DV Assist is here to help, with information, resources and practical support for those experiencing or concerned about others who may be experiencing domestic and family violence
Domestic and family violence can often be hard to define and understand. Behavioural abuse, emotional abuse and psychological abuse can all be forms of domestic and family violence. This website is a resource to help you to learn more about domestic and family violence, and to connect you to local domestic and family violence help.
For some visitors to this site, you may know you want or need to leave your partner. Or you may need to or want to stay, and instead learn how to manage your situation, either in the home or online (or both). For family and friends who may be worried for your loved ones, you are welcome to use this site to find help and information.
The biggest challenge people face who are experiencing family and domestic abuse in the country are:
- Distance from family and friends You may live, or have moved, far away from family and friends, or you’re living in a remote town or on a remote farm thus making it difficult for your friends and family to help you, and there may be nowhere close for you to go for help.
- Tight-knit communities The police, doctors, and lawyers in your area may know both you and your partner. This may deter you from speaking out.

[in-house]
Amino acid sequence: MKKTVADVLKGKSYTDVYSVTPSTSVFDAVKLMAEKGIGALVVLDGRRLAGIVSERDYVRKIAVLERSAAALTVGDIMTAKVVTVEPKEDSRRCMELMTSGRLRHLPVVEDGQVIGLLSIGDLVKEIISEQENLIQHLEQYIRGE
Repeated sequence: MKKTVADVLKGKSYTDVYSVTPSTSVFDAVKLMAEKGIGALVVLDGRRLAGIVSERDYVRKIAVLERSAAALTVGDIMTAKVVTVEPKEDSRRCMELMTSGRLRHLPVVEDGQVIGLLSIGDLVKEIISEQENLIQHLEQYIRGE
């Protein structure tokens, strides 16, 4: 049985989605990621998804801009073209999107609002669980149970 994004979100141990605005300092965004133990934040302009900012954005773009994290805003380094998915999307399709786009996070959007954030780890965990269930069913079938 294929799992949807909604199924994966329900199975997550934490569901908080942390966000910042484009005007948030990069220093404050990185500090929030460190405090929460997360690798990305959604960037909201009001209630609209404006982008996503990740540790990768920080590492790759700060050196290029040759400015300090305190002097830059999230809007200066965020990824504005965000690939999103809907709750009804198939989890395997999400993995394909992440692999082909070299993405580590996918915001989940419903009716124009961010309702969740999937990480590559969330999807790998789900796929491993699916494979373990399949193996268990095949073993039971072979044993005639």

- Complex financial arrangements Money is often tied up in farms and difficult to access should you need to leave. The lack of employment opportunities may also make it difficult to be financially independent.
- Limited access to services Because of the scarcity of services (such as doctors, lawyers, police) in the country, you may have difficulty accessing them or they may come too late.
- Gun ownership There is a higher rate of gun ownership in regional areas which increase’s a victim’s vulnerability and can leave you living in fear and feelings of powerlessness.
We know that many people have questions or are looking for help in relation to:
- Mental health and narcissistic traits.
- The role of police intervention if it does not seem to be an emergency.
- Rent assistance, emergency housing or refuge accommodation.
- Financial and legal options.
- Caring for children in domestic and family violence situations.